The authors present GENO, a generic optimization framework for solving classical machine learning problems, that can be expressed as vectorized linear algebra expressions. The generic optimizer is based on quasi-Newton optimization, but can solve also constrained, non-convex and non-differentiable problems due to use of automatic differentiation, as well as a number of problem transformation methods. The paper is clearly written, and easy to follow. Related work has been covered quite thoroughly. The experimental comparison presented in the paper and supplementary materials is quite comprehensive with regard to number of compared methods, data sets and optimization problems considered. I found it quite surprising that a generic method can perform so well on such a diverse range of tasks, and I believe that the method will be of interest to the NIPS community. Questions to the authors: Since the main contribution of the paper is the solver software, what is the planned availability of this software - will it be made freely available under some open source license? Can the solver accommodate for special structure in the parameter matrices (e.g. matrix A is sparse and mostly full of zeroes, product of two "thin" matrices", or A is a Kronecker product of two matrices)? In many scipy methods for example one can define a linear operator, that returns a matrix vector product rather than having to create a matrix explicitly. Figure 1: the image caption could be a bit more informative. I'm quite familiar with the regularization path algorithm and have seen such plots before, but I still had to check the scikit-learn demo out to remind myself what exactly the axes and curves correspond to in the image.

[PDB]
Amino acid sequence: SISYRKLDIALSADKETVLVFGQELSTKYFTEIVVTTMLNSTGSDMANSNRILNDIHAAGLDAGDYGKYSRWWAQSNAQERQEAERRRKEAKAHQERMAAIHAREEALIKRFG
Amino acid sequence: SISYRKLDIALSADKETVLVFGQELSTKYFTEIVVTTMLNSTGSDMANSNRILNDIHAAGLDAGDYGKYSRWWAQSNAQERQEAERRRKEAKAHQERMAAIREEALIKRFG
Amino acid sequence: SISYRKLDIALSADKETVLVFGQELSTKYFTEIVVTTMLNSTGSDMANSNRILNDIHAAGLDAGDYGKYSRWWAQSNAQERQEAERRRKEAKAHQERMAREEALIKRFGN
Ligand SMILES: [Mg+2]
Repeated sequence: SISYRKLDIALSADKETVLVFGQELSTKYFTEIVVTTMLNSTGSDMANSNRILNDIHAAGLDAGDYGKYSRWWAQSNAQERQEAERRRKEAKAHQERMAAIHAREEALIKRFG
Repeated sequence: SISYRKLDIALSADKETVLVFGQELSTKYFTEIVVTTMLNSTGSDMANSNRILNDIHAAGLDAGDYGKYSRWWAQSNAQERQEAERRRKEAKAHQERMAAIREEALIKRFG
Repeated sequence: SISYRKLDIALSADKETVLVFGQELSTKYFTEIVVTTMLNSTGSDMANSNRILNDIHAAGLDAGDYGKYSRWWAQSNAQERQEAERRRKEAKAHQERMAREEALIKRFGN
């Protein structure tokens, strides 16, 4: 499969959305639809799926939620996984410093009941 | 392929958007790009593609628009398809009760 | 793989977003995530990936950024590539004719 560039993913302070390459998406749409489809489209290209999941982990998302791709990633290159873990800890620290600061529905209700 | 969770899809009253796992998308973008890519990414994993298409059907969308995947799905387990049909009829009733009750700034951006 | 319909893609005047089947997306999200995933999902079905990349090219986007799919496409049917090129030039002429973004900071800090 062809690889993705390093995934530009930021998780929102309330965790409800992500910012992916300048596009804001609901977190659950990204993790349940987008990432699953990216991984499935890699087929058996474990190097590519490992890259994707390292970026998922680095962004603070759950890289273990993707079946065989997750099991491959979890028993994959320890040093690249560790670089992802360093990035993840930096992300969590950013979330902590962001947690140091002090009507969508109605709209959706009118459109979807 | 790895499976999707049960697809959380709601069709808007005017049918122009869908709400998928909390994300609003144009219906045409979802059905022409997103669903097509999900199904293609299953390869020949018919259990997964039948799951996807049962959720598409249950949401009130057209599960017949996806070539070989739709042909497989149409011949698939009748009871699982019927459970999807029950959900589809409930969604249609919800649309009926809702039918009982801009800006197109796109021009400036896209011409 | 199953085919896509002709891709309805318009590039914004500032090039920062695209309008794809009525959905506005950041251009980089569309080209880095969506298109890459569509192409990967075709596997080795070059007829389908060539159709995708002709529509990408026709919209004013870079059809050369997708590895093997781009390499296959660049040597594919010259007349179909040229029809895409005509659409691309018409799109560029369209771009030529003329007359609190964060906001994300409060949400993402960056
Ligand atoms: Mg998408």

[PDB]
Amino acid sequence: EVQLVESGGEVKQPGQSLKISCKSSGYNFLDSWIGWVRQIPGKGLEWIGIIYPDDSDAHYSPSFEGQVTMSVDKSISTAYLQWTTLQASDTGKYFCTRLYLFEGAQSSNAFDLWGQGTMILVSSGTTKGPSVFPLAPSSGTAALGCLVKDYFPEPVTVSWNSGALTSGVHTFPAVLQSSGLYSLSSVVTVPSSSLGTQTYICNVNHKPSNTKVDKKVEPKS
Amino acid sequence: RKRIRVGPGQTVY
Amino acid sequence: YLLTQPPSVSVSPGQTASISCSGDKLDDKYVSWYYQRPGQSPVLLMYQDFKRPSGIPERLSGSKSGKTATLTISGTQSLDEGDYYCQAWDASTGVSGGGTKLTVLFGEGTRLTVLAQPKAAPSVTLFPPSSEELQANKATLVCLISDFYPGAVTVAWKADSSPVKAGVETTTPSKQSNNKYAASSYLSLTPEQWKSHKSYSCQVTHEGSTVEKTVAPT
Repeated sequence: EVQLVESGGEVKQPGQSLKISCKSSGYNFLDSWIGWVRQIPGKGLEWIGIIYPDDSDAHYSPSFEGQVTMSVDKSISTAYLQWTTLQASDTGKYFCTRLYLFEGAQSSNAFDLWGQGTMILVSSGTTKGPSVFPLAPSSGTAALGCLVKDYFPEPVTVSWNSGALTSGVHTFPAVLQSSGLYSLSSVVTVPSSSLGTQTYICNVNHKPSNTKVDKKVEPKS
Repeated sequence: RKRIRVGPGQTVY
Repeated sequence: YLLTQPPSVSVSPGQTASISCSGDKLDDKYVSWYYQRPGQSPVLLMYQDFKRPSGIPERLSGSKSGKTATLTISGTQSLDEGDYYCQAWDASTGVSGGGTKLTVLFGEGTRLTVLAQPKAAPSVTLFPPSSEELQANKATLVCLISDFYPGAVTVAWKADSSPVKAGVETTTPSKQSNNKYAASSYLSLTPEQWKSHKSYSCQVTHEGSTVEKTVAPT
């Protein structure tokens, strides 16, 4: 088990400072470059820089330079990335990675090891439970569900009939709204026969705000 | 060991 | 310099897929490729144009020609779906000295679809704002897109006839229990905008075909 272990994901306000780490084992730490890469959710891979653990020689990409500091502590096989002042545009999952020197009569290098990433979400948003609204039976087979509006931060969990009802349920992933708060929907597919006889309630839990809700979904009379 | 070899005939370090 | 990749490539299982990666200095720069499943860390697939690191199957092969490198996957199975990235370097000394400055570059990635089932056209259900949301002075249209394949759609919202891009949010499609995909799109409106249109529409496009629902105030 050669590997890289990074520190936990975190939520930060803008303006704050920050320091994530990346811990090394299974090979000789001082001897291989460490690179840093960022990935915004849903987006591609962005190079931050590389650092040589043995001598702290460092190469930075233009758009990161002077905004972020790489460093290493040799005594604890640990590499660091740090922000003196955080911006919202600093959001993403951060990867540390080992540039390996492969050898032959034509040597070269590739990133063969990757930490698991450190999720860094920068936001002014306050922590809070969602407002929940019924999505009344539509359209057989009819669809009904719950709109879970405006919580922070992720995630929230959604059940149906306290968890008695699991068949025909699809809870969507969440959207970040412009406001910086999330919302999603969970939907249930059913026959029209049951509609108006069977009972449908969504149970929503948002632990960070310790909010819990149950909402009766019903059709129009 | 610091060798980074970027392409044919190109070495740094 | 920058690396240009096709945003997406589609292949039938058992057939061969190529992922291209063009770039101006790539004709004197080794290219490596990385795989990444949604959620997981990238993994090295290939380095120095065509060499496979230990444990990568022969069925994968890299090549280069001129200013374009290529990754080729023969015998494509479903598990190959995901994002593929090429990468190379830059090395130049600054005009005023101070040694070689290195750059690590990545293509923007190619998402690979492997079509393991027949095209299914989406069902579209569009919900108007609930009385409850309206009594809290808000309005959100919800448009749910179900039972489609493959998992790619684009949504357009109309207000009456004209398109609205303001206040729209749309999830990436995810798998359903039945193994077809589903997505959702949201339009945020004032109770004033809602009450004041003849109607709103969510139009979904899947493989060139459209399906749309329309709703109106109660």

Originality: The concrete approach seems to be rather novel; according to the authors, it is based on recent progress in automatic differentiation for matrix calculus [36]. Mathematical modelling languages, of course, have existed for a long time. GENO seems to be more convenient than e.g. CVXPY (problem dimensions need not be specified), and also more widely applicable (the problem need not be convex, in which case a local optimum is simply determined). Quality: The approach seems technically sound. The manuscript describes some of the theory developed to support the approach. Experiments confirm that the approach works in practice. Clarity: The manuscript is rather well-written and easy-to-understand. As an exception, Figure 1, as well as the accompanying description, left me clueless without visiting https://scikit-learn.org/stable/auto_examples/linear_model/plot_logistic_path.html, where the diagram is described in more detail. I also have a concern that's unrelated to the manuscript itself, but still concerns clarity: The authors indicate in the reproducibility response that their submission includes "A link to a downloadable source code, with specification of all dependencies, including external libraries.". However, the manuscript only provides a link to a website that allows one to *invoke* GENO, that is, to generate code for a user-specified optimization problem. The source code of GENO itself is not available to reviewers, or at least I could not find it. I would find access to GENO's source code useful in order to assess quality and significance of the submission. Significance: I am not fully convinced of the significance of this submission. From my point of view, GENO is lacking the following capabilities in order to really be chosen over specialized solvers: 1. It would need to properly understand and exploit convex duality, to automatically solve a problem either in primal or dual form, depending on which form is more amenable. This, in turn, depends on the problem dimensions, which are not specified by the user. 2. It cannot currently handle the complex training objective functions arising from structured prediction problems. These often include an "inference" sub-problem that needs to be solved repeatedly as part of the overall optimization; or, in some cases, the sub-problem can be "moved" into the overall objective through appropriate dualization. GENO does not seem to provide any help in this regard. 3. Deep learning problems seem to be considered out of scope. -- Update after author response -- I'd like to thank the authors for pointing out where I can find the source code. It was my mistake for not spotting the link to the GitHub repository at the bottom of the website (http://geno4neurips.pythonanywhere.com/) that generates solver code for a given example. Regarding significance, even after the author response, I still have some doubts. Time will tell if GENO sees wide adoption.